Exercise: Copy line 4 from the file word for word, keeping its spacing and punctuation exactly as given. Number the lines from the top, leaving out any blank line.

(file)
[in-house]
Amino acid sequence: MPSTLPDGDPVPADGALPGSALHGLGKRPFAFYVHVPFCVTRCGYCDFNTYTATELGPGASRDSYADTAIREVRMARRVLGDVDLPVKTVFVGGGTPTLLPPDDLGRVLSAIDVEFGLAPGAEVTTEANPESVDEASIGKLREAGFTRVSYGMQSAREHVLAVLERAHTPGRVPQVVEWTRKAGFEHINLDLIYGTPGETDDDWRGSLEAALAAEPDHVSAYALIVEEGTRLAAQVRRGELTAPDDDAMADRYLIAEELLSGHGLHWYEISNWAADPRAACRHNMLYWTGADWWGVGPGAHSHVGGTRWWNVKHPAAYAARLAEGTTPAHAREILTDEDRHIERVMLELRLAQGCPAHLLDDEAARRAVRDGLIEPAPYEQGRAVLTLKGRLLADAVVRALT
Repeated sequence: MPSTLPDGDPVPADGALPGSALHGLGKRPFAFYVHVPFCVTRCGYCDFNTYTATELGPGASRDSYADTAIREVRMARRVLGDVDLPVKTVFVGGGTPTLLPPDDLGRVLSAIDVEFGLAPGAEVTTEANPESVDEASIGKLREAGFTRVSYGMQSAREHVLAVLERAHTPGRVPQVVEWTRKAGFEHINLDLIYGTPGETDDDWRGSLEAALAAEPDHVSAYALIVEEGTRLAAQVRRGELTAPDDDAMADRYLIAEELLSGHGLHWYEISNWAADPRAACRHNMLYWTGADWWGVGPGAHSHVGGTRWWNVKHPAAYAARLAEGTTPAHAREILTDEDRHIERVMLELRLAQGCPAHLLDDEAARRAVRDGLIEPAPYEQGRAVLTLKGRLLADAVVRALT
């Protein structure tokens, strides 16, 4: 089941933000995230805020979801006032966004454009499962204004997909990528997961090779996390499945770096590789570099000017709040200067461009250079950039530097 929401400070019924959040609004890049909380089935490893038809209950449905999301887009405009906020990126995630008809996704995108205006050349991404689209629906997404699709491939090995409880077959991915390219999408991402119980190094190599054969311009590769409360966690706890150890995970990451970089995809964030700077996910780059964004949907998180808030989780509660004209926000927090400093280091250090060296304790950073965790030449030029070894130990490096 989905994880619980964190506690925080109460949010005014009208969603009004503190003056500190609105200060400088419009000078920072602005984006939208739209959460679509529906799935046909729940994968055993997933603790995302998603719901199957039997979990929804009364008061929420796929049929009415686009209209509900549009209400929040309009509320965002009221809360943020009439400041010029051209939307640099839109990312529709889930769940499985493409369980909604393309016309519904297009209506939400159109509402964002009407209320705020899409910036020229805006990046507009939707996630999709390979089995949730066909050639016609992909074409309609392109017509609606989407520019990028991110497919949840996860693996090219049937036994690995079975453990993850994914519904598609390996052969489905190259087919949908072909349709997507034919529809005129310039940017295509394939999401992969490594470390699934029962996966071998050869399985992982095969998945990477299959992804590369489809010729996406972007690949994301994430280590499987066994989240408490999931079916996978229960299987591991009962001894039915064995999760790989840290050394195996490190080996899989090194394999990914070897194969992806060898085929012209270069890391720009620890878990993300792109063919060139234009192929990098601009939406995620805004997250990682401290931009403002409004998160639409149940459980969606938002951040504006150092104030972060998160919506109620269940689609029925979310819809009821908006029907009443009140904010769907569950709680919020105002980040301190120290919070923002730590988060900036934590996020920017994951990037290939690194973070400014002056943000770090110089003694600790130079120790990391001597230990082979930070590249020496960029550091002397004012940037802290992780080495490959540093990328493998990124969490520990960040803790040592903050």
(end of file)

């Protein structure tokens, strides 16, 4: 089941933000995230805020979801006032966004454009499962204004997909990528997961090779996390499945770096590789570099000017709040200067461009250079950039530097 929401400070019924959040609004890049909380089935490893038809209950449905999301887009405009906020990126995630008809996704995108205006050349991404689209629906997404699709491939090995409880077959991915390219999408991402119980190094190599054969311009590769409360966690706890150890995970990451970089995809964030700077996910780059964004949907998180808030989780509660004209926000927090400093280091250090060296304790950073965790030449030029070894130990490096 989905994880619980964190506690925080109460949010005014009208969603009004503190003056500190609105200060400088419009000078920072602005984006939208739209959460679509529906799935046909729940994968055993997933603790995302998603719901199957039997979990929804009364008061929420796929049929009415686009209209509900549009209400929040309009509320965002009221809360943020009439400041010029051209939307640099839109990312529709889930769940499985493409369980909604393309016309519904297009209506939400159109509402964002009407209320705020899409910036020229805006990046507009939707996630999709390979089995949730066909050639016609992909074409309609392109017509609606989407520019990028991110497919949840996860693996090219049937036994690995079975453990993850994914519904598609390996052969489905190259087919949908072909349709997507034919529809005129310039940017295509394939999401992969490594470390699934029962996966071998050869399985992982095969998945990477299959992804590369489809010729996406972007690949994301994430280590499987066994989240408490999931079916996978229960299987591991009962001894039915064995999760790989840290050394195996490190080996899989090194394999990914070897194969992806060898085929012209270069890391720009620890878990993300792109063919060139234009192929990098601009939406995620805004997250990682401290931009403002409004998160639409149940459980969606938002951040504006150092104030972060998160919506109620269940689609029925979310819809009821908006029907009443009140904010769907569950709680919020105002980040301190120290919070923002730590988060900036934590996020920017994951990037290939690194973070400014002056943000770090110089003694600790130079120790990391001597230990082979930070590249020496960029550091002397004012940037802290992780080495490959540093990328493998990124969490520990960040803790040592903050």